In my first year after high school I lived in Corvallis, Oregon, attending a small theological college and working part-time at Bob’s Burgers, a small Oregon-based fast-food chain, now defunct. One day I was at the front taking orders and received as payment for a milkshake a 1928-issue two dollar bill in pristine condition.
Two dollar bills in the USA have something of a mythical status. Though they have been in almost continuous circulation for many years, consumers rarely use them, preferring instead to collect them and store them away. For that reason, the US Treasury prints very few new ones. In fact, it is quite commonly believed they are no longer legal tender. A cursory internet search turns up confirmed anecdotal evidence: “A Taco Bell patron attempted to pay for a burrito with a two-dollar bill. The cashier and the store manager both refused to accept it as valid U.S. currency, believing that there was no such thing as a two-dollar bill. When the patron then said that the only other bill he had was a fifty-dollar bill, the manager said that since it was less than an hour to closing, he didn’t want to open the safe. When the patron insisted on paying with it, they called the security guard, who then explained that two-dollar bills are actually valid U.S. currency.” Another man, a “patron of Best Buy, attempted to pay for an electronics installation with 57 $2 bills. The cashier refused to accept them and marked them as counterfeit. The cashier then called the police, and the patron was handcuffed until a U.S. Treasury Agent arrived to clear up the issue.”
In keeping with American tradition, when that beautiful 1928-issue two dollar bill slid across the counter to me at Bob’s Burgers, I discreetly slipped it into my pocket. Later I added two regular dollar notes to the till to make up the difference. I took my trophy home, showed it off to my house-mates, and put it away for safe-keeping. What a prize!
Almost three years later, in the summer of 1983, Renata and I were finding our way as newlyweds. As far as sexual ethics go, we could be exhibit “A” for the Roman Catholic church: abstinence before marriage really is possible, as is faithful monogamy in marriage. We’re as straight as they come. Only to say that, three weeks after our wedding, our new-found freedom had us jumping into bed on any and every occasion which presented itself.
Our candidacy for the annual Papal awards ceremony, however, was always going to be dashed on the rocks of another aspect of sexual ethics: birth control. Sure, we wanted children eventually, but we absolutely did not want them right away! As zealous as we were about sex, we were equally so about preserving our status as married, without children. Indeed, upon surveying all the various paraphernalia filling our shopping basket after one of our first visits to the drugstore, I wondered if we shouldn’t add an Epi-pen to the purchase; one of us was bound to go into prophylactic shock.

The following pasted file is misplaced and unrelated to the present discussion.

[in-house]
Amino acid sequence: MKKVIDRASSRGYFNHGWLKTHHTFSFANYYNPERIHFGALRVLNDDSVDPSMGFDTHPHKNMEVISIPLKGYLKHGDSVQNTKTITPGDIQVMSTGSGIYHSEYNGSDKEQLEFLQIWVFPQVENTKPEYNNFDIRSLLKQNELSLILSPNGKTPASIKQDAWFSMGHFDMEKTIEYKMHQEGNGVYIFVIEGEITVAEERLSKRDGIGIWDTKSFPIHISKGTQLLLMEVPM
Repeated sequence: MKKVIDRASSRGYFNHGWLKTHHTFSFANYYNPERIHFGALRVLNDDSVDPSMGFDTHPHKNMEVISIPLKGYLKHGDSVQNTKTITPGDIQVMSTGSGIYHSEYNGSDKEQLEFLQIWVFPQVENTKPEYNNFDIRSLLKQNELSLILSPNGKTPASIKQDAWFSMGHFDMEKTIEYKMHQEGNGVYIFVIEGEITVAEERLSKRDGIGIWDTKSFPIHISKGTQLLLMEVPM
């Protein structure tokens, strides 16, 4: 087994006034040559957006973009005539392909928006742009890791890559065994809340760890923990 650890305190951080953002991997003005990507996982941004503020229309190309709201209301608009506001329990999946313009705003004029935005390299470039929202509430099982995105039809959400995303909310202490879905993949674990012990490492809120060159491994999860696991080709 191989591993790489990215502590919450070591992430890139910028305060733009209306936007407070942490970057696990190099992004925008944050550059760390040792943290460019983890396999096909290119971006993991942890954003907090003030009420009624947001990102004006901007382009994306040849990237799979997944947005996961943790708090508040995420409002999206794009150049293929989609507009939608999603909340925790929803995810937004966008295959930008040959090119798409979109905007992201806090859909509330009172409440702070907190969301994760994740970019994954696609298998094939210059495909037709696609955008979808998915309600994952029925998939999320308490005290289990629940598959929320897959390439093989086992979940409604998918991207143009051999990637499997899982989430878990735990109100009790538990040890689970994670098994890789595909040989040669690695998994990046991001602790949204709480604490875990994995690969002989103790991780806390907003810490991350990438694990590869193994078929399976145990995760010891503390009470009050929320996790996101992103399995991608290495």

One evening, on a hot July day, the amorous delirium infected our brains again and we headed for bed to sleep it off. I reached for the box of condoms, but to my utter amazement it was empty. How could this be? It seemed just yesterday we had bounteously replenished our supply. Enough for weeks to come, we had reckoned then.
We discussed our options, and decided (wisely, I’m still convinced) that we really shouldn’t proceed without a condom, no matter what else we were additionally relying on. It was getting late, but the Fred Meyer’s One-Stop-Shopping was open 24-hours, so I would nip down there and be back in a jiffy. I got on my clothes, grabbed the car keys, and started looking for some money. We soon discovered, however, that not only were we condom-less, we were also cash-less. Money there was, in the bank; but these were the days (just) before the ATM established its ubiquitous presence. What to do?
Well, I’m sure you can guess the rest of the story. “Love,” St. Paul says, “always perseveres.” Faint with passion, sure we would not make it through the night without satisfying our ravenous appetites, our thoughts turned presently to my precious two dollar bill, stowed away in a small box of personal treasures. Renata can laugh now, as can I, but she has never forgiven herself for the fact that it was she who first dared speak what should not be spoken.
Disheveled and dejected, this uxorious young man slid a crisp 1928-issue two dollar bill across the counter at Fred Meyer’s, watching with deep envy and contempt as the eyes of the cashier lightened ever-so-slightly upon seeing the note, watched him as he suppressed any display of emotion that might jeopardize his unexpected windfall. With disgust I witnessed how he set it aside as he fished-out my change and gave me the receipt for a box of three condoms.
That night I discovered, for the first time, that sex is not always what it’s cracked up to be.